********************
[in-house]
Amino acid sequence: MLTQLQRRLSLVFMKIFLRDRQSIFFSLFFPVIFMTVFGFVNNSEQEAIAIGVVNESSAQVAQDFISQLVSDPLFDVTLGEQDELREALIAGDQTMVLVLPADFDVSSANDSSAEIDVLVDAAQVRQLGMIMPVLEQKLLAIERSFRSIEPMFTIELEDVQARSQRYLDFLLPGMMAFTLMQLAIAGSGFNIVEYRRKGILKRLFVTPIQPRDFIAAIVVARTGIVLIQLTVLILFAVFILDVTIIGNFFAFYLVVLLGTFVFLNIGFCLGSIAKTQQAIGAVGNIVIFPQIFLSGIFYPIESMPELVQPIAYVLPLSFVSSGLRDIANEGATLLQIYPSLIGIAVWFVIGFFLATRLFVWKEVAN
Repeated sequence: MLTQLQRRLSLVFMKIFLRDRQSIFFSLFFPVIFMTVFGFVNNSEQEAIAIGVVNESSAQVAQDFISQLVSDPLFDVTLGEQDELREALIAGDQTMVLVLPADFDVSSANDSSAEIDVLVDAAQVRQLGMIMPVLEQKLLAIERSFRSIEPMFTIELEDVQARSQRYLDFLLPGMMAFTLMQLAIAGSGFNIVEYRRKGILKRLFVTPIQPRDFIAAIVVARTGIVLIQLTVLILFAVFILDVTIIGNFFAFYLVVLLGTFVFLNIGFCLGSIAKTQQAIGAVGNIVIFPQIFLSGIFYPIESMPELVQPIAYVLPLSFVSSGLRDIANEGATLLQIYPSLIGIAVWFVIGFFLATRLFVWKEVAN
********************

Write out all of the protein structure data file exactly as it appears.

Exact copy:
[in-house]
Amino acid sequence: MLTQLQRRLSLVFMKIFLRDRQSIFFSLFFPVIFMTVFGFVNNSEQEAIAIGVVNESSAQVAQDFISQLVSDPLFDVTLGEQDELREALIAGDQTMVLVLPADFDVSSANDSSAEIDVLVDAAQVRQLGMIMPVLEQKLLAIERSFRSIEPMFTIELEDVQARSQRYLDFLLPGMMAFTLMQLAIAGSGFNIVEYRRKGILKRLFVTPIQPRDFIAAIVVARTGIVLIQLTVLILFAVFILDVTIIGNFFAFYLVVLLGTFVFLNIGFCLGSIAKTQQAIGAVGNIVIFPQIFLSGIFYPIESMPELVQPIAYVLPLSFVSSGLRDIANEGATLLQIYPSLIGIAVWFVIGFFLATRLFVWKEVAN
Repeated sequence: MLTQLQRRLSLVFMKIFLRDRQSIFFSLFFPVIFMTVFGFVNNSEQEAIAIGVVNESSAQVAQDFISQLVSDPLFDVTLGEQDELREALIAGDQTMVLVLPADFDVSSANDSSAEIDVLVDAAQVRQLGMIMPVLEQKLLAIERSFRSIEPMFTIELEDVQARSQRYLDFLLPGMMAFTLMQLAIAGSGFNIVEYRRKGILKRLFVTPIQPRDFIAAIVVARTGIVLIQLTVLILFAVFILDVTIIGNFFAFYLVVLLGTFVFLNIGFCLGSIAKTQQAIGAVGNIVIFPQIFLSGIFYPIESMPELVQPIAYVLPLSFVSSGLRDIANEGATLLQIYPSLIGIAVWFVIGFFLATRLFVWKEVAN